Exclusion by staff: Absence of quality last mile interface is another deterrent for rural clients joining the banking mainstream .it is important that consumers should not feel threatened by official processes. Loan officers may have explicit or implicit incentives to exclude the poorest. This may be based on a perception that the poor are problematic and will not be viable clients. This can be exacerbated by an organisational culture in which the financial mission heavily overrides   the social mission.

This will encourage loan officers to focus on achieving greater productivity, increasing portfolio outstanding, and reaching larger number of high revenue yielding clients, rather than achieving greater poverty impact. Maximising the customer time and effort required for the purpose may appear to be a deliberate strategy to eventually discourage low-income

Exclusion by design: Many aspects of the methodology design of a financial programme may deliberately or accidentally exclude the poorest. These may include entry fees, rules that exclude those who do not have an existing business, inflexible loan terms, compulsory savings, penalties for non-adherence to group’s rules, group liability rules, providing services by financial institutions from main offices rather than community locations, or locating the program in difficultly accessible areas. Other aspects of program design may not exclude the poorest, but may be biased towards the less-poor.

Non-viability for service providers: Financial inclusion is not about providing subsidised financial services but one those are high quality but at the same time self-sustaining. Rural markets need mass but customised products. There are many layers even in the rural pyramid and each has its own unique profile. Informal financial services are more convenient and affordable to the low-income communities. But they lack the same level of reliability, security, affordability, value and potential for scale that formal institutions offer.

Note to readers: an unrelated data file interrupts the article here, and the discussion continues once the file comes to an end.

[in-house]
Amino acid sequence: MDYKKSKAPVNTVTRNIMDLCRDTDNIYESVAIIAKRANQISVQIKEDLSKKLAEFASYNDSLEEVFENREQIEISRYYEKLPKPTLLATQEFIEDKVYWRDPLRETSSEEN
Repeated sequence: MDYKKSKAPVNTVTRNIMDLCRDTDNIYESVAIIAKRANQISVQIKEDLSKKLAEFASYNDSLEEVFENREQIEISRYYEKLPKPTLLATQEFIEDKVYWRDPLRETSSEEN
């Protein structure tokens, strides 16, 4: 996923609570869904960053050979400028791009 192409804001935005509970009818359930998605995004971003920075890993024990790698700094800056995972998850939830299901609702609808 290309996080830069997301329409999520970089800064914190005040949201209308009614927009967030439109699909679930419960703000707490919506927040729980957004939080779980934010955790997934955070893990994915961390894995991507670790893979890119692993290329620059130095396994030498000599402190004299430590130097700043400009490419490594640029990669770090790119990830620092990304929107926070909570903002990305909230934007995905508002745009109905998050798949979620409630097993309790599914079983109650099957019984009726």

Lack of proper ecosystem: Even though there is no shortage of financial products and services that could help low-income workers, there is a lack of efficient distribution channels for these market-based financial products, both from traditional and non-traditional financial institutions. As institutions do not know how to get to the sector of informal workers, inking some welfare benefits to bank accounts, villagers have ended up stuck in long queues and struggling with ATMs that often run out of cash or break down.

High costs: Many clients are not satisfied with the transaction fees associated with the bank accounts. According to their calculation, they may lose more by paying transaction fees than they would recoup in interest earned on their deposits in a year. In such cases, the customers have to be made aware of the safety of their savings and of the protection offered by the Government in case the bank undergoes liquidation.

Poor Service: The primary interface for the consumers is the counter staff who have been found to be hostile to those wanting to open these accounts. They misrepresent both product availability and client eligibility, effectively denying financial access to low-income customers solely upon their discretion.

Misalignment of products and services: Products that are misaligned and not designed with the unique needs of users in mind are primary driver of low penetration of financial services . There are so many technology-integrated financial services that are cheap but are uncomfortable for the illiterate and neo-literate as well as women. We need increased investments in products that are well suited to the needs of poor consumers, and the infrastructure and capital to get them to scale. These need to be supported with appropriate training and education for adapting to these financial services. A lack of comfort with technology or low literacy may discourage use.

Banks can deepen their financial inclusion initiatives by creating products that are simple, intuitive and tailored to meet the needs of those at the bottom-of-the-pyramid. Attention must be paid to human and institutional issues, such as quality of access, affordability of products, sustainability for the provider of these services and outreach to the most excluded populations.

(Views expressed in this article are a personal opinion of Moin Qazi, Member of NITI Aayog’s National Committee on Financial Literacy and Inclusion for Women.)